Hypnotism is a psychological process with a documented history dating back before the 18th century.
There is a long-standing myth that the hypnotist uses his craft to put the subject into a magical trance, commanding them to the hypnotist’s will.
In all actuality, a person under hypnosis is not at all without his free will, and instead of being in a trance-like state, the subject is, surprisingly, hyper-attentive.
Reading through the book, RebelMentalism will show you the full techniques of how to induce hypnosis, but let’s go over some of the basics and use cases below.
The history of Hypnotism
Do you believe hypnosis can work?
Researchers say that believing is half of the process.
Have you ever heard someone say something was mesmerizing?
This phrase is actually regarding Frank Mesmer who, all the way back in the 18th century, was the first to propose a rational basis for the effects of hypnosis.
Mesmer was the first to describe a ritualistic method for hypnotism, which he passed down to his followers who continued to develop the method. Unfortunately, Frank Mesmer is also the reason why we have such a mystical view of hypnotism, as he had some rather strange and elusive practices to his methods, such as wearing a cloak and playing strange music during the ritual.
Other doctors believed that hypnosis wasn’t a magical power, but a very useful trance that opens the mind.
The development of hypnosis carried on without Mesmer’s strange ways, however, and throughout history, many have believed hypnosis to be an effective psychological solution to many ailments of the mind and body. Seeing the potential of hypnosis in the medical field, a few notable doctors risked their medical licenses to pioneer the use in their practices.
Taking over a century to do so, doctors and researchers finally were able to remove the stain Mesmer left on the practice of hypnosis, revealing it as a valid clinical technique.
By the end of the 19th century, hospitals and medical universities were exploring and applying hypnosis with studies and patients for a host of medical anomalies.
After centuries of development and documentation, modern technology helped uncover the truth – with the use of brain imaging, doctors and researchers were able to actually see that hypnosis is its very own state – not a trance, and not vacant, but a realistic state of mind when the subject is very open to change and accepting new ideas that our very conscious state has been trained to block out.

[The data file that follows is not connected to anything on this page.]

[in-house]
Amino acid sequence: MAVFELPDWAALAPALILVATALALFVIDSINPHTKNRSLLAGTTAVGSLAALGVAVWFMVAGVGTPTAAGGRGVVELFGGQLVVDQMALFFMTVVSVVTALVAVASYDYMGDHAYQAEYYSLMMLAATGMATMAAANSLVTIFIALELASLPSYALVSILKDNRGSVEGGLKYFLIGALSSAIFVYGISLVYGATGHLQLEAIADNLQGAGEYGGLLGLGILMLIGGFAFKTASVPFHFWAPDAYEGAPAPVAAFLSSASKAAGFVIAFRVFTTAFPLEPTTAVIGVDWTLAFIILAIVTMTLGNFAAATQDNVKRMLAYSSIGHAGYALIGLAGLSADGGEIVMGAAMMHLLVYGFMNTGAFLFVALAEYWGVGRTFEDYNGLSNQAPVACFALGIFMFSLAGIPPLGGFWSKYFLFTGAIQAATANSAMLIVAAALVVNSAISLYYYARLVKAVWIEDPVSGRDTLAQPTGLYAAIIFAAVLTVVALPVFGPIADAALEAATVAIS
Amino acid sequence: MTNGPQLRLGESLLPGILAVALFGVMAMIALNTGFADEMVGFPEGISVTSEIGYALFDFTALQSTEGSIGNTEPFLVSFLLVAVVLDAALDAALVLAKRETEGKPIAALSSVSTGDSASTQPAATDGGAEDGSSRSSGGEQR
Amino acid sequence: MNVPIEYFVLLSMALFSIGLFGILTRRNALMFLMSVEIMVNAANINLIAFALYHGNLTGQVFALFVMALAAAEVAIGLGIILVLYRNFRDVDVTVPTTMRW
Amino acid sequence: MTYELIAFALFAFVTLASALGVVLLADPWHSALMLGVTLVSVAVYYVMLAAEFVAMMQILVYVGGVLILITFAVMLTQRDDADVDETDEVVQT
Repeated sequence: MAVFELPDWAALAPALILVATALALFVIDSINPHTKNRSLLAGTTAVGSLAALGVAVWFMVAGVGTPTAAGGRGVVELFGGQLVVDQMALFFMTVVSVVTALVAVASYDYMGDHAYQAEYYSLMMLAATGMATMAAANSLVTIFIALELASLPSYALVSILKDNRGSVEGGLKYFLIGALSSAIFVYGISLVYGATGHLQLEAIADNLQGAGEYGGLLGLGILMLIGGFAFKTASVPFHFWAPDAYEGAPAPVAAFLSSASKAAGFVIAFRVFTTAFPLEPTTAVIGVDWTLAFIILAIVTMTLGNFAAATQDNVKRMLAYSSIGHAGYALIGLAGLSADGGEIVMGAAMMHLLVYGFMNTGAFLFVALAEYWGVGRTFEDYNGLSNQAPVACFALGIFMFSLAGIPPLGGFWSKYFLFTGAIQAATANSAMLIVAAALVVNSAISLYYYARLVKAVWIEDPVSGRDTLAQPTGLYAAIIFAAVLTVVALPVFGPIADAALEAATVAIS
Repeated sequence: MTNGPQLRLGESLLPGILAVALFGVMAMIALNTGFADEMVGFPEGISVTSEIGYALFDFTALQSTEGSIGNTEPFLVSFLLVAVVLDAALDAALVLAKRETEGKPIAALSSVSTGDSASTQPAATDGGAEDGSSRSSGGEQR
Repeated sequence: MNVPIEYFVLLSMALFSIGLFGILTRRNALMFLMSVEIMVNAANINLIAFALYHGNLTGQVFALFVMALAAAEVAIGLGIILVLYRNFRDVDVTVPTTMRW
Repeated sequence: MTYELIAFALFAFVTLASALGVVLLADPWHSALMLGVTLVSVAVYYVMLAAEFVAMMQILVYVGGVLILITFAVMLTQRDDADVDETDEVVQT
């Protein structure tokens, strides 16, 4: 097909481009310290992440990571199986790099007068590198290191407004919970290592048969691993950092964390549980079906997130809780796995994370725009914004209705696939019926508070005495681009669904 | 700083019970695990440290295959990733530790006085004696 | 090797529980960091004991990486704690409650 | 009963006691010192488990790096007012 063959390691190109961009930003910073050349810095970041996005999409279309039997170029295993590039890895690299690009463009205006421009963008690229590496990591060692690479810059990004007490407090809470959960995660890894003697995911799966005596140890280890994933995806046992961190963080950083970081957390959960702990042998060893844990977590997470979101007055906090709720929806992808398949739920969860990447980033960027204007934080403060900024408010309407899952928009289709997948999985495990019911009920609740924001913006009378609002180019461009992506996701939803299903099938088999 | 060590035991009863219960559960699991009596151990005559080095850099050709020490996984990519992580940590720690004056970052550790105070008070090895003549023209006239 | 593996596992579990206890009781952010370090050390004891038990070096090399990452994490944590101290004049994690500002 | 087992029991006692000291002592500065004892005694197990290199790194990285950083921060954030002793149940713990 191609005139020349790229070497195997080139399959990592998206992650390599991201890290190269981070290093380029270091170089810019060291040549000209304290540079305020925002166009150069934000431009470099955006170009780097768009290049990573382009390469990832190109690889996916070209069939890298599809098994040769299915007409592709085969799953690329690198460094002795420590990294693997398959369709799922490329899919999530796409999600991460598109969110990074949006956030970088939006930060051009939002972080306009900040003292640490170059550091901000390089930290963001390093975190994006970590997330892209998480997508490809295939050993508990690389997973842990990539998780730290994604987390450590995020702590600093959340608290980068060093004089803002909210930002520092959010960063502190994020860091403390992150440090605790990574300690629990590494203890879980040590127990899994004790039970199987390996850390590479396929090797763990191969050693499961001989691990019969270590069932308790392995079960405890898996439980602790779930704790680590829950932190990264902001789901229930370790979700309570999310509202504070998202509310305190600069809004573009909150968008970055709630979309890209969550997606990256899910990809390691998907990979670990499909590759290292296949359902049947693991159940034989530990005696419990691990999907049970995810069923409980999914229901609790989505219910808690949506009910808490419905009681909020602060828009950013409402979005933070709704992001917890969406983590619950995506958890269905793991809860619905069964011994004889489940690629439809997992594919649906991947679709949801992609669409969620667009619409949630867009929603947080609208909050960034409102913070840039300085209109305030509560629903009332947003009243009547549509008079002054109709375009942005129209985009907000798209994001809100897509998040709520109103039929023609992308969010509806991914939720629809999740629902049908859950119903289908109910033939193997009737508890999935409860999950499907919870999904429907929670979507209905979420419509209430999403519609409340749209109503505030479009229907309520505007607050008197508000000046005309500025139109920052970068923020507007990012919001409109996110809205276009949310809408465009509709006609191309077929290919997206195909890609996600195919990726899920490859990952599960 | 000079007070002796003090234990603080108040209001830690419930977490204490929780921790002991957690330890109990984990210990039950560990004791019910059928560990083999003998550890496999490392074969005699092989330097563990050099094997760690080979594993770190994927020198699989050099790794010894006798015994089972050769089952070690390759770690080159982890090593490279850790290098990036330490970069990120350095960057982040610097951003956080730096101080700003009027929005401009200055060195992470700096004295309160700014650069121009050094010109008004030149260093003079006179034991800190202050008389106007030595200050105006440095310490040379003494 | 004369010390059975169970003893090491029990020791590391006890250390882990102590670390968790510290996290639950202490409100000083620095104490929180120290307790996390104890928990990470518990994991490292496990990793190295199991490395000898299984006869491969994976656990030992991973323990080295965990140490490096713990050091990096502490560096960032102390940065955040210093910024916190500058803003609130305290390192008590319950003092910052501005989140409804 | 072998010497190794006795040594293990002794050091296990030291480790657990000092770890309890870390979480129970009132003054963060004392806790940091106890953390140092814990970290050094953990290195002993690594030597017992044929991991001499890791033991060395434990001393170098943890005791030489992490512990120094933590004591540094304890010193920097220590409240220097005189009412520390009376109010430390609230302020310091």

The state of hypnosis today
These days you can attend seminars for everything from smoking cessation to overeating.
But do they really work?
If the clinical research and documented progress of hypnosis have anything to say about the subject, then yes, a person can be placed in a hypnotic state in effort to change their mind about a habit.
This is the part where experts say you have to believe in the ability to be hypnotized in the first place, otherwise your conscious state will thwart any effort to move your mind into a hypnotic state.
A hypnotic state helps you enter a level of awareness that your conscious state cannot achieve, thereby revealing your mental roadblocks and allowing you to be more open to the ways around them.
So how does one hypnotize a person?
Let’s start with an idea you can relate to, like meditation.
This is the practice of eliminating all competing noises and energies around you and relaxing every part of your body and mind to gain a clear perspective.
Some people say they physically feel lighter during meditation, that it is like emptying the junk drawer in your kitchen, and that they feel less stressed after a session. They are able to process deep thoughts after meditation more easily, however, during the process of meditation, there are virtually no thoughts at all. Meditation clears the mind of thoughts and the body of the stress of carrying them.
Meditation can be a relaxing tool or a preparatory action.
Once in a state of meditation, a person may go on into prayer (spiritual journey), self-help, or psychoanalysis. Meditation is helpful in removing fear before a situation and relieving stress after a situation.
That seems easy enough to understand, right? Some breathing exercises and mindfulness is all it takes.